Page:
Holmes’ geothermal project nearing

       The geothermal heating/cooling project for Holmes Middles School is moving forward basically according to plan, the public was told at a presentation at the school Feb. 27.
       The system will be the main item in roughly $3.1 million in upgrades planned this summer at the school on Mesa Road. The money is coming from a voter-approved, district-wide bond issue for building improvements.
       An engineering firm, Farris Engineering, has been visiting the school and meeting with D-11 Facilities officials for the past several months to develop a design plan, according to Rick La Rose, the District 11 engineer assigned to be project manager.
       Plans call for starting in early April to bore the 112 holes for the system's underground pipes - they will go beneath the field just east of the school buildings - then implement the system installation when Holmes' school year ends May 16, he said.
       A bid ($499,000) has already come in very close to the district's budget for the hole drilling. Regarding the installation, after an initial bid invitation attracted just one bid (which was much too high), the district has been able to increase its budget by about $200,000 and will be putting out a request for proposals for $2.39 million, La Rose explained.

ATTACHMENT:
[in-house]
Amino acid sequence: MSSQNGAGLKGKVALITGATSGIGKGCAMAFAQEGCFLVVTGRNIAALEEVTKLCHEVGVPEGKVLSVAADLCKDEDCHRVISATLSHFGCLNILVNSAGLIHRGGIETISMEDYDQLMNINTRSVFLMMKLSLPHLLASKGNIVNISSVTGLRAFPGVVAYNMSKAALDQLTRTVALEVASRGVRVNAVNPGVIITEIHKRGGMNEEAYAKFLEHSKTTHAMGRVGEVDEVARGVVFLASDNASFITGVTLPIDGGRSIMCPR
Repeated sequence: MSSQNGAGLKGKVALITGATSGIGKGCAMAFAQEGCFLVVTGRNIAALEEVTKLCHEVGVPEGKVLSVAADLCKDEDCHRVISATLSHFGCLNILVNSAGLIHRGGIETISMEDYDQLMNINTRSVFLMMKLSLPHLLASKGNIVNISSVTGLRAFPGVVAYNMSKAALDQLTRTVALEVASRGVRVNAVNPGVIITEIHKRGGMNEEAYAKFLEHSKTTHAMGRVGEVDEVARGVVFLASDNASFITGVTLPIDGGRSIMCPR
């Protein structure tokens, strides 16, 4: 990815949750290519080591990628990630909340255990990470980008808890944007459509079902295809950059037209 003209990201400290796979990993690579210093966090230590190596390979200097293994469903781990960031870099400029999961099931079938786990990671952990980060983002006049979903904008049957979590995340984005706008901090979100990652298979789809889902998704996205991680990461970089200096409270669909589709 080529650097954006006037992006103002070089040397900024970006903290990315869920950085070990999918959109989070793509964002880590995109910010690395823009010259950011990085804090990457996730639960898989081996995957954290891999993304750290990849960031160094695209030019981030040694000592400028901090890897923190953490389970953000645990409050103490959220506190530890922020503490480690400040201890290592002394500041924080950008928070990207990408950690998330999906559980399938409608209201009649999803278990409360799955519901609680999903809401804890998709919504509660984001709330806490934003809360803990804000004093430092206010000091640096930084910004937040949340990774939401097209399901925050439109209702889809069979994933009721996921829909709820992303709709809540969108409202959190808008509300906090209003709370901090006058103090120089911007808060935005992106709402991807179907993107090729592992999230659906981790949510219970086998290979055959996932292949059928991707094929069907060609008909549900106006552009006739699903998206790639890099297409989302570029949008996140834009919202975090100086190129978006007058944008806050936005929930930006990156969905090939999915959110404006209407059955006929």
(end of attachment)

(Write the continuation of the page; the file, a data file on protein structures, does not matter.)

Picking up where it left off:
This is not an unusual sort of occurrence, he said, adding he is “very confident” that an adequate bid will be submitted in time for approval at the March 21 school board meeting.
       Much of the presentation was spent explaining the geothermal (also called geoexchange) process, by which water is run through an underground pipe network to be cooled or heated (depending on the season) by the temperatures in the earth, then used for climate control in the school. Features include more fresh air, the equivalence of air-conditioning in warm weather, energy efficiency, low maintenance and the capability to heat or cool specific parts of the school, as needed. The up- front cost is higher than that for a typical boiler-driven heating system, but the geothermal system should pay for itself within just a few years, according to Thomas Fernandez, the district's energy manager.
       The district was one of the first entities in the region to install such a system, for its then-new Facilities Operations Center in 1998. To this day, the system “exceeds energy performance expectations,” Fernandez reported.
       La Rose stressed for parents that the student's safety will be foremost in the project. The drilling area will be fenced off, and contractor workers must wear badges and report to the school office before starting work.
       Looking forward to the upgrade and thinking about educational opportunities with the drilling work occuring while school is in session, Holmes Principal Brenda LeBrasse said she is thinking about setting up on-site field trips to let the students get a supervised look at that phase of the project.

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